White guilt, white hypocrisy

White guilt, from central Minneapolis to both coasts, serves as convenient cover.  The high-minded statements that come out of Minnesota's law schools, for example, are part of a big con, pervasive in other states and in other departments.

Our academics pontificate about white privilege, systemic racism, police brutality, sentencing disparities, affirmative action, and reparations.  They buzz with words, using self-righteous rhetoric to distract critics from something easy, a specific act, that would immediately reform law schools.  If we really believe that the "rule of law" promotes democracy, we should all support a remedy that could quickly improve on the American experiment.

It may take a rebel or a spy to blow down the castle's walls.  Going local in Minnesota, I say the tired liberals should be pushed, even forced, to resign their positions — now.  Let's not wait for them all to retire or die.   Clear them out for African-Americans to be hired in their spots.  End the privilege of hypocrisy.

Research the issue on your own.  Start with supposedly liberal Minnesota.  The internet, as much as cell phone cameras, provides easy accountability.  Click the links for faculty pages at the law schools of Mitchell HamlineMinnesota, and St. Thomas.  Count the full-time faculty.  (There are over 140.)  Count the black persons.  (I see no more than five.)  Do the math.  Blacks, thirteen percent of our population, are way underrepresented.  Exclude me.  Sure, I'm darker than some African-Americans, but my brown face doesn't count on either side of the white-black divide that festers here.  Examine the University of Minnesota carefully.  Does the black dean above a sea of old white faces come across as tokenism?  Or a bold step for change?  You decide.  Avoid the snarky; it's obvious we're not a handsome bunch.  Then look at the law schools at other states.

My colleagues, if pressed, will identify various flaws in the argument for mass retirements.  Obfuscating as much as justifying, they might say there is an inadequate supply of qualified black candidates.  That's a lie.  Lawyers — white, black, and brown — dream of these positions.  Where else can you get a fat paycheck with benefits for teaching a couple classes per semester and for writing an occasional piece of "scholarship"?  Think, I might convince my new dean to count what I'm writing in this piece toward the requirements.  Talk about paying for the noose.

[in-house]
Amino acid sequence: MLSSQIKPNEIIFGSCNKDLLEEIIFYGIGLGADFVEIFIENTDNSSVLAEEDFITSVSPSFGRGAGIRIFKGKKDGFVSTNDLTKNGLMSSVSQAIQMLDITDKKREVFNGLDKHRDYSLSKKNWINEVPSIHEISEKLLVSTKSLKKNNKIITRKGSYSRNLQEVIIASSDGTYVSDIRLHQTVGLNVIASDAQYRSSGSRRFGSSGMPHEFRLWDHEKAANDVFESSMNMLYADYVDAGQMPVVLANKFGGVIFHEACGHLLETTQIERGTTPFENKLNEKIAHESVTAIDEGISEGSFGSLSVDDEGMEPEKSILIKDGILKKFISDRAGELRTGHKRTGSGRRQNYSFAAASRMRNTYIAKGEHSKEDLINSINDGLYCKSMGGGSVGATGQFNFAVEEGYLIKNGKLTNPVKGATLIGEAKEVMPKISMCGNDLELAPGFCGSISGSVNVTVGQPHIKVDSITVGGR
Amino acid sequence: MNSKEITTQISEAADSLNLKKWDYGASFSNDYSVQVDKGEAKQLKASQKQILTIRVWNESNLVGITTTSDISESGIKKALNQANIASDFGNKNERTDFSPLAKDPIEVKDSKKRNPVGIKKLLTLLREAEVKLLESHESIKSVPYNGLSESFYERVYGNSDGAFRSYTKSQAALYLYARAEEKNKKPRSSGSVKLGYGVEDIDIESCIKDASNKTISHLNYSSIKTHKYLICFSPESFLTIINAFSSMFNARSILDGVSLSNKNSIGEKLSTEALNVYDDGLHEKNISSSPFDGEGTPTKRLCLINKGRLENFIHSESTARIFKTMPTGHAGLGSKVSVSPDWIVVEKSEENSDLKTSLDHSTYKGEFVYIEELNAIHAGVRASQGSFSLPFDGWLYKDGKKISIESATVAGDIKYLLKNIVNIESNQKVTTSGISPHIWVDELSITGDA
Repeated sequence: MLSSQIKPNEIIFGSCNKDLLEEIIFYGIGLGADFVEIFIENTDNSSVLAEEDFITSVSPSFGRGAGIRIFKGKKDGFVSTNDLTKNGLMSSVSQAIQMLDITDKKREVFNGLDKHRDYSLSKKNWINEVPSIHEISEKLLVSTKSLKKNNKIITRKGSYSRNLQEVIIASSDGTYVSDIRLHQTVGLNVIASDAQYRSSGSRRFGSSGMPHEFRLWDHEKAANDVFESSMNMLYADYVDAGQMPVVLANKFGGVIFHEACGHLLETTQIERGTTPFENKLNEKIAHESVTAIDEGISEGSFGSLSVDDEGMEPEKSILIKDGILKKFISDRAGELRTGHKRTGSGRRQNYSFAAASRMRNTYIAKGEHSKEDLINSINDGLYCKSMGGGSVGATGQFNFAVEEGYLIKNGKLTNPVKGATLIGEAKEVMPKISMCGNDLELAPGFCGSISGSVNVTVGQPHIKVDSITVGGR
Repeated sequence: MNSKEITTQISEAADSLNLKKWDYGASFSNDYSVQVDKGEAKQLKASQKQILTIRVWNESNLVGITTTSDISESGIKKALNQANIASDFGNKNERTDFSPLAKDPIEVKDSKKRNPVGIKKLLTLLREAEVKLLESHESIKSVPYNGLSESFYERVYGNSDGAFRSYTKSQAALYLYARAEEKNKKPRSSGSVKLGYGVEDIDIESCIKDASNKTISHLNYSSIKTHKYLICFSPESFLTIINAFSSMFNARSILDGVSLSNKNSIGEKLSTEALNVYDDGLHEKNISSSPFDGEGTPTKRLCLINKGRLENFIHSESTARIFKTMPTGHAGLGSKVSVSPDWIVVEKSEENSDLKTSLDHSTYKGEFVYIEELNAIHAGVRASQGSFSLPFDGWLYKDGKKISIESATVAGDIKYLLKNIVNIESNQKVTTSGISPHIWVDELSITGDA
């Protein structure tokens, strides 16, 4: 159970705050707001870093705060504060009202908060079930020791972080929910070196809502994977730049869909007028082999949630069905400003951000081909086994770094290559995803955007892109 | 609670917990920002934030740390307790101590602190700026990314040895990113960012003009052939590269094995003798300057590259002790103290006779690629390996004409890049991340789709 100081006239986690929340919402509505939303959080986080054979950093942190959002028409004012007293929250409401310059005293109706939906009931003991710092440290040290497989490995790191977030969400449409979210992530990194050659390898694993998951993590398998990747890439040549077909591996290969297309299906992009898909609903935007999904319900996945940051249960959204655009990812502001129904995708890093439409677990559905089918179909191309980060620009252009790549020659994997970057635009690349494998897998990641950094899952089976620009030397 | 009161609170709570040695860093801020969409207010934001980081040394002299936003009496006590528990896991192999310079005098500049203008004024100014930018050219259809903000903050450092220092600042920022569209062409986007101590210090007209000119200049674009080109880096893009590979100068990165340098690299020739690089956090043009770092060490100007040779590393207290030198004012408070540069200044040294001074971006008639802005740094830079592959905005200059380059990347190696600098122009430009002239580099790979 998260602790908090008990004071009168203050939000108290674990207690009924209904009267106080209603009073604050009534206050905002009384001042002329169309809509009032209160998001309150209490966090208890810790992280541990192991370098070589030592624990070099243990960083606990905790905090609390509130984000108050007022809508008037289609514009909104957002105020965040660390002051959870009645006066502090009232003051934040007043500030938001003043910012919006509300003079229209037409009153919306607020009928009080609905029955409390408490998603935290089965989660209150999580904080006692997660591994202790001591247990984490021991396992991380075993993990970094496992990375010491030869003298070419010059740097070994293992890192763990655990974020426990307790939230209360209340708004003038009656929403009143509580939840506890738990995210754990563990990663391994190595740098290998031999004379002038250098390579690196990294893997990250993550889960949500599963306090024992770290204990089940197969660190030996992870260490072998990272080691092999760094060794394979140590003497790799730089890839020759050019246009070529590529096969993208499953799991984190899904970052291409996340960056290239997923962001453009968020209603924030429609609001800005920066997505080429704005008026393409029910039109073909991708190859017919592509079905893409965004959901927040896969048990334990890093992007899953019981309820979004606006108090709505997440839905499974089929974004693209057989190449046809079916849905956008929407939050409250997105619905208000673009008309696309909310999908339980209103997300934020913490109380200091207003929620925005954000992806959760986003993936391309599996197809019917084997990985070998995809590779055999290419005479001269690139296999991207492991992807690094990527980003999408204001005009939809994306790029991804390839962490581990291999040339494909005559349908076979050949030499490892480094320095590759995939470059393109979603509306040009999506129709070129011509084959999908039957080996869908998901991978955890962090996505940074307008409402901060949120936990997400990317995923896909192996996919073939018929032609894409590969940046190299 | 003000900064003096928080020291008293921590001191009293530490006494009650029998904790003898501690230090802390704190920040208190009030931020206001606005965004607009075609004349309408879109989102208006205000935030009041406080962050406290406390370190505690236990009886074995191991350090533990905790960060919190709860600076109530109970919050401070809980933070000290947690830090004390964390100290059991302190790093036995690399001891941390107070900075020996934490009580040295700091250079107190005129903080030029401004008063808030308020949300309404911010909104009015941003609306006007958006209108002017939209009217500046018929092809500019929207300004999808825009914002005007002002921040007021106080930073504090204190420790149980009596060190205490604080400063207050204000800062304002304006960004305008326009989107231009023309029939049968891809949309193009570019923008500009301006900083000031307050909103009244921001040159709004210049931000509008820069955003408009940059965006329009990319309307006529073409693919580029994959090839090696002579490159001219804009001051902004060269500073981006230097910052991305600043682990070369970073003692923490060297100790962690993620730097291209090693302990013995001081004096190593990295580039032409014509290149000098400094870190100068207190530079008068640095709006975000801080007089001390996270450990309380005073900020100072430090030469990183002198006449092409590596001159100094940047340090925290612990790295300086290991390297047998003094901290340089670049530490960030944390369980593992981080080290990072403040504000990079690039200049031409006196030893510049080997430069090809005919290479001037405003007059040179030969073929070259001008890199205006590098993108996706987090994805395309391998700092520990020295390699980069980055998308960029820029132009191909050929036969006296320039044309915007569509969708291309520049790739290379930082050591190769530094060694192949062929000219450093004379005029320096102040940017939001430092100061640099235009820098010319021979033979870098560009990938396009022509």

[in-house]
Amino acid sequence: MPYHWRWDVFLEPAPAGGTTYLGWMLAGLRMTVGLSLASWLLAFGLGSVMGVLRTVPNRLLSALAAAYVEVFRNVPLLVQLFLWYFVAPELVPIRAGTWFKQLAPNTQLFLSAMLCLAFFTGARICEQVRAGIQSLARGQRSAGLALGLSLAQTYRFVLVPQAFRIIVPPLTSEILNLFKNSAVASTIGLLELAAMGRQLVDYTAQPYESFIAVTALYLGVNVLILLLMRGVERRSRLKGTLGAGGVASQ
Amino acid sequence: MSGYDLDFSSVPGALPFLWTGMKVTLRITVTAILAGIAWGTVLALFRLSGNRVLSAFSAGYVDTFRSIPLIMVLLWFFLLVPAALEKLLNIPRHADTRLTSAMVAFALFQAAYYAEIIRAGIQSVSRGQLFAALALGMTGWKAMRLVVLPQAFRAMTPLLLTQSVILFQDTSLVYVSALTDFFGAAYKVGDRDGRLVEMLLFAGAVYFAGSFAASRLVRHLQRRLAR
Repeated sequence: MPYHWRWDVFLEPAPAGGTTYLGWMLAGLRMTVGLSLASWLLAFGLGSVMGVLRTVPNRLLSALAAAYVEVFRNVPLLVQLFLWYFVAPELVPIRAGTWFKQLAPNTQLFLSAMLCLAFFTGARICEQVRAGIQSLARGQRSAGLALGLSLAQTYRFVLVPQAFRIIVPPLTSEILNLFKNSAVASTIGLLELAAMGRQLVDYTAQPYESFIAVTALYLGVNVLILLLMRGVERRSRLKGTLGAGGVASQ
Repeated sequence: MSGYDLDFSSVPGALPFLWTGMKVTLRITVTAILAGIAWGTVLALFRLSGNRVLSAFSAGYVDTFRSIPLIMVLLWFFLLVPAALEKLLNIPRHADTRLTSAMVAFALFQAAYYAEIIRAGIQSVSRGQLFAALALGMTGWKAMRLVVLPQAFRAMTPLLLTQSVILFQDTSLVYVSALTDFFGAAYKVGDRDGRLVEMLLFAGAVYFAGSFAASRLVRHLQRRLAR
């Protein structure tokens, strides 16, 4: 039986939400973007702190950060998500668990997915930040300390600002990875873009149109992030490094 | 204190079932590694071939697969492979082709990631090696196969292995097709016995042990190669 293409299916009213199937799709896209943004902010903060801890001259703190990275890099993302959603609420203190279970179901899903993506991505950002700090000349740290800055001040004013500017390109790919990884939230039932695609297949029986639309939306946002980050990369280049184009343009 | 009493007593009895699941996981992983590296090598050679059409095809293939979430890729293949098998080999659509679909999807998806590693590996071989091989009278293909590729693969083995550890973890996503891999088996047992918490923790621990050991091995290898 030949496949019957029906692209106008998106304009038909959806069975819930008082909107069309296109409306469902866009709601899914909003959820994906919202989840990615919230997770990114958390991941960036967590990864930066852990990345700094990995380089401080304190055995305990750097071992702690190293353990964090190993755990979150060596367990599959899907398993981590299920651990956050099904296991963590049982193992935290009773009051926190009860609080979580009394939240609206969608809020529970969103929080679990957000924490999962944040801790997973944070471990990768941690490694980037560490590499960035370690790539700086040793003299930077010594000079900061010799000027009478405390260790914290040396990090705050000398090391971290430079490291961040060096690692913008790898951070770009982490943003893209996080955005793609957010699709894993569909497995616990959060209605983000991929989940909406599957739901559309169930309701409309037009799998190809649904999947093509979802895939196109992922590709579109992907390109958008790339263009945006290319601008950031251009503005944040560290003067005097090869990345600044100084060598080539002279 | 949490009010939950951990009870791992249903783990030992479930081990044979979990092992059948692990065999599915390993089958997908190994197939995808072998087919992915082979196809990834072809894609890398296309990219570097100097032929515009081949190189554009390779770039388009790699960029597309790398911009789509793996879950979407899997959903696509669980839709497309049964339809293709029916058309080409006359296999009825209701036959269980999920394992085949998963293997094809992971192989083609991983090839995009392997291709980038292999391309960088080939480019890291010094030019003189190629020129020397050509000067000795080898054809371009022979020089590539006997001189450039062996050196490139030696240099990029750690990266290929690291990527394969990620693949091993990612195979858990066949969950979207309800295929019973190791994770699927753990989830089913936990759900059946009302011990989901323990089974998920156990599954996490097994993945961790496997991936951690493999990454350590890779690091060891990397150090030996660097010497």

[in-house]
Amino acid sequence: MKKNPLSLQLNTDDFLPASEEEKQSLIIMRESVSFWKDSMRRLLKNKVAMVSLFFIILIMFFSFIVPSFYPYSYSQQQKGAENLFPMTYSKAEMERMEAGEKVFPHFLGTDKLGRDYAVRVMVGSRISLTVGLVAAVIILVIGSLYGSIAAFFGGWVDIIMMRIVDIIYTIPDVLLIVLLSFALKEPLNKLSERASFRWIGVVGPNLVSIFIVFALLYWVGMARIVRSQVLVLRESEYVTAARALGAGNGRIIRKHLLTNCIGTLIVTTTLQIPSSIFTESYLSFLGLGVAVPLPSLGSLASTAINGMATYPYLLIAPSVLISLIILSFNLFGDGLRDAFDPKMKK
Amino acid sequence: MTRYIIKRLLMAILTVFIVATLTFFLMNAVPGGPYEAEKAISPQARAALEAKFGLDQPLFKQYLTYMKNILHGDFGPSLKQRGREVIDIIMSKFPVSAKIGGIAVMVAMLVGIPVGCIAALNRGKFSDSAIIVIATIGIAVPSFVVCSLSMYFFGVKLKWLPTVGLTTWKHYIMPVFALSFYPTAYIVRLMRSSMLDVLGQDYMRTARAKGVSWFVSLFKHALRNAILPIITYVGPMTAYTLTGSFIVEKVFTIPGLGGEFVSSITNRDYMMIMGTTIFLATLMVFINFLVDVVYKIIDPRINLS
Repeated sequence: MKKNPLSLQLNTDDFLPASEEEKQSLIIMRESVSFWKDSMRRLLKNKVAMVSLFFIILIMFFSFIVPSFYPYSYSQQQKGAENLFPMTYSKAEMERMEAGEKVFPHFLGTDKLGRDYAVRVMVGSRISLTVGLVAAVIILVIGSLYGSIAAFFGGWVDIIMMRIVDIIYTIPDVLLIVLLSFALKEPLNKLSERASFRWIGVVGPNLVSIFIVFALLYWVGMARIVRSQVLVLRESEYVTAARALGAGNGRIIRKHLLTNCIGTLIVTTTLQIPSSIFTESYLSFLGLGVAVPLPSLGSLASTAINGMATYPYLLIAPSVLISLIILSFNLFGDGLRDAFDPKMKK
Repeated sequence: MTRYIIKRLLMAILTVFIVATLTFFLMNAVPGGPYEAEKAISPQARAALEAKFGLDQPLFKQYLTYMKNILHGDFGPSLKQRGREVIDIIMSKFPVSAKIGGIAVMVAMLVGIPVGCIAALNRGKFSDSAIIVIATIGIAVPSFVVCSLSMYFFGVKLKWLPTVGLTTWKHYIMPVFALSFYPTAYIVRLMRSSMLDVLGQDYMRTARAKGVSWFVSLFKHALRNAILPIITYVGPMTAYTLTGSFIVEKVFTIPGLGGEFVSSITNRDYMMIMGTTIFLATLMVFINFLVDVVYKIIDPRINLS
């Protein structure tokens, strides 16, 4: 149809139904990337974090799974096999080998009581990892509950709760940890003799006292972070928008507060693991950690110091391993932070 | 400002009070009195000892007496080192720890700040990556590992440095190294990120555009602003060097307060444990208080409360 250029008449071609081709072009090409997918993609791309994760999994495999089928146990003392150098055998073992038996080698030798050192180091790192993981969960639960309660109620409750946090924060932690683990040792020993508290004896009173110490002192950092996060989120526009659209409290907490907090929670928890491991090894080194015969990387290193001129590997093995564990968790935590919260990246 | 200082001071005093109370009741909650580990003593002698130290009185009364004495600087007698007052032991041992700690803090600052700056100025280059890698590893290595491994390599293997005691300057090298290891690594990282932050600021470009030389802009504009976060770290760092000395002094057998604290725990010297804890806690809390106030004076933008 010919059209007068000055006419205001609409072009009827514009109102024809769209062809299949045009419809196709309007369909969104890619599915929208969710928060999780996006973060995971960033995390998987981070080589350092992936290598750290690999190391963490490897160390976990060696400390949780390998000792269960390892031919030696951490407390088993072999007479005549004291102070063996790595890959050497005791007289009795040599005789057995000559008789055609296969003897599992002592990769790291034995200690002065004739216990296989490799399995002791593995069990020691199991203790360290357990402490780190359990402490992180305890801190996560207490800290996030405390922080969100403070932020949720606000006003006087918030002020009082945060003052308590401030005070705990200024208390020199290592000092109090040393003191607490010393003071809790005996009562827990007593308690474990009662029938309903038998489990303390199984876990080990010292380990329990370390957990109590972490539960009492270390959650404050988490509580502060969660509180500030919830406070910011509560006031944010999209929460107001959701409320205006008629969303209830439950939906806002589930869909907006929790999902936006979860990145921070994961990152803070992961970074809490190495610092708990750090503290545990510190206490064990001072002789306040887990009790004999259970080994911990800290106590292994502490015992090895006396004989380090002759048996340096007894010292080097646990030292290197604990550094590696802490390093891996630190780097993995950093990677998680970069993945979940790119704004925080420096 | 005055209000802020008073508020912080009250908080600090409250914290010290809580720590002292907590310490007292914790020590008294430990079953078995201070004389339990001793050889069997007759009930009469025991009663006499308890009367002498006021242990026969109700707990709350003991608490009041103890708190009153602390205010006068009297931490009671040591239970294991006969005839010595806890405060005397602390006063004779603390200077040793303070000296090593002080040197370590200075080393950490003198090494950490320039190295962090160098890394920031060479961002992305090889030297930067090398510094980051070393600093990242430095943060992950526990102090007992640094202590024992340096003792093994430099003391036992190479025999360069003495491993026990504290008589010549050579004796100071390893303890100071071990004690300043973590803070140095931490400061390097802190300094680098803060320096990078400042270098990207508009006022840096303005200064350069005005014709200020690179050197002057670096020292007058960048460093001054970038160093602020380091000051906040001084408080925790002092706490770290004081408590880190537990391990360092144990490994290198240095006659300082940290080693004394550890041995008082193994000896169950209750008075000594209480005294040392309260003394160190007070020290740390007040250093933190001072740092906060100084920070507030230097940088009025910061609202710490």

My colleagues might stress credentials.  That's a smokescreen, a bias against those with street experience.  We have an ample supply of Harvard and Yale graduates.  They don't offer anything profound.  You could take every article in their Harvard Law Review and their Yale Law Journal for the last fifty years, and those contributions to humanity would weigh less than that from one Anton Chekhov story.  I'm not saying what we do is meaningless; I'm saying it doesn't mean much when we are off in the clouds, far from flat reality.

The surface is sometimes more important than the underlying substance.  Symbols matter.  We need more graduates from historically black colleges on our faculties.  Under my reckoning, three Harvard graduates would gladly be traded away for a Howard graduate.

At my law school, during a dark time, we took tuition dollars from underqualified African-Americans to pay the bills.  We never made inroads for diversity, though, on the faculty.  While we touted a class that was thirty percent "diverse," we lost one of our two African-American faculty members.  United, the faculty eventually stopped the dean's exploitation. 

Some white colleagues might say we don't need to address our black deficit because they can speak for blacks.  At my law school, during "diversity training," a white lesbian said she could speak for a black heterosexual two decades her senior who didn't want any part of her group indoctrination.  Left unsaid was her possible belief that she was more "articulate" than he was, that her experiences with discrimination based on sexual orientation could fill in for ethnic or racial discrimination.  Unlike her, I readily acknowledge the gaps in my own perspective.  I am begging for more authentic people to have the protection of tenure to add their voices to our national discussion on race.

My colleagues, trying to hoist me on my own petard, might save the personal for last.  Why don't I resign first?  Well, you see, I'm more endangered than the white liberal.  How many do you suppose voted for Trump in 2016?  I did, in large part to annoy them by being able to say I did.  My identity group — obnoxious,  heterosexual, balding Iranian-Americans — is certainly underrepresented.  Even so, as soon as I learn that nine great white saviors have resigned their positions, I will give mine up, no more questions asked.

Afsheen John Radsan teaches constitutional law at Mitchell Hamline School of Law.